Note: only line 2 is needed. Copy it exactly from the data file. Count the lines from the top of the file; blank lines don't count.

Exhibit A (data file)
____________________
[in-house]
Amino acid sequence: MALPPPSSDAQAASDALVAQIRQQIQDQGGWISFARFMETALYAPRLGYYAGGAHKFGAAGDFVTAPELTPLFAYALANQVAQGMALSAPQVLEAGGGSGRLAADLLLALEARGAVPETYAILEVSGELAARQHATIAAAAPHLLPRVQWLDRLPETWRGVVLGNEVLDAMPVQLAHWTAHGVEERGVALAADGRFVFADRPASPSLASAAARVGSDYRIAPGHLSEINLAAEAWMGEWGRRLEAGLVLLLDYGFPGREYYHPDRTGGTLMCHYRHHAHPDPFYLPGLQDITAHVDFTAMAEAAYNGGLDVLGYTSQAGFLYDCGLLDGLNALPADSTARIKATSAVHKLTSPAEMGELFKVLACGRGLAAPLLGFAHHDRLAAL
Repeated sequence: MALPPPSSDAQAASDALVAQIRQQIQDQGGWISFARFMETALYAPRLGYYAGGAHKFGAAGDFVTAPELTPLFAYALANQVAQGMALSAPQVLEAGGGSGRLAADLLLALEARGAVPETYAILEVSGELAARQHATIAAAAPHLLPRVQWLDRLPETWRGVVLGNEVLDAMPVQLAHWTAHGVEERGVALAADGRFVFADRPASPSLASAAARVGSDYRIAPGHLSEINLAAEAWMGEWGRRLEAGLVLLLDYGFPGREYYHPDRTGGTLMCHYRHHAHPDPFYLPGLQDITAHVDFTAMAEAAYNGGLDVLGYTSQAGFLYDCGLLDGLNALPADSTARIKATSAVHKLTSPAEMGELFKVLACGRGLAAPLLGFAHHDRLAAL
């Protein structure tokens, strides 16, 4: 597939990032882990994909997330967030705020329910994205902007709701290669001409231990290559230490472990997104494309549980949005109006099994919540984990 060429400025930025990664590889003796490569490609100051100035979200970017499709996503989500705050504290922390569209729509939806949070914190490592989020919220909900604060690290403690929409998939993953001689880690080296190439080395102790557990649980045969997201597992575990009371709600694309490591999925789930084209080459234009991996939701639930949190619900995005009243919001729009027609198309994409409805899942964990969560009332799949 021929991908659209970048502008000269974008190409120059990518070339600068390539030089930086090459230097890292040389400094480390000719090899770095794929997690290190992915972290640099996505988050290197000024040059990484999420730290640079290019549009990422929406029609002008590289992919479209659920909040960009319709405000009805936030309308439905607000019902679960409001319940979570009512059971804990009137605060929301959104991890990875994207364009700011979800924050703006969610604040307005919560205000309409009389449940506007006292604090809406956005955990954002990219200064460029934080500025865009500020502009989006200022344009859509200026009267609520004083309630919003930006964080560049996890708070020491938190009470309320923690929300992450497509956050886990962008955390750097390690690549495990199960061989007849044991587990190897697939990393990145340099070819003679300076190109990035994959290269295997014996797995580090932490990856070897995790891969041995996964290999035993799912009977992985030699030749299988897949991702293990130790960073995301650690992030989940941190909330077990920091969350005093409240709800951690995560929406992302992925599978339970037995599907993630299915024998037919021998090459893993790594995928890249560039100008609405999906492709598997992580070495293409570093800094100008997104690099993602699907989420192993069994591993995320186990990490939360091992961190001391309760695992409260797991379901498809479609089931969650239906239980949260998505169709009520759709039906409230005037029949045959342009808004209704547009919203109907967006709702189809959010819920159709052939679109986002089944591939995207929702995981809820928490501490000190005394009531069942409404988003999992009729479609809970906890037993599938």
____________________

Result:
Amino acid sequence: MALPPPSSDAQAASDALVAQIRQQIQDQGGWISFARFMETALYAPRLGYYAGGAHKFGAAGDFVTAPELTPLFAYALANQVAQGMALSAPQVLEAGGGSGRLAADLLLALEARGAVPETYAILEVSGELAARQHATIAAAAPHLLPRVQWLDRLPETWRGVVLGNEVLDAMPVQLAHWTAHGVEERGVALAADGRFVFADRPASPSLASAAARVGSDYRIAPGHLSEINLAAEAWMGEWGRRLEAGLVLLLDYGFPGREYYHPDRTGGTLMCHYRHHAHPDPFYLPGLQDITAHVDFTAMAEAAYNGGLDVLGYTSQAGFLYDCGLLDGLNALPADSTARIKATSAVHKLTSPAEMGELFKVLACGRGLAAPLLGFAHHDRLAAL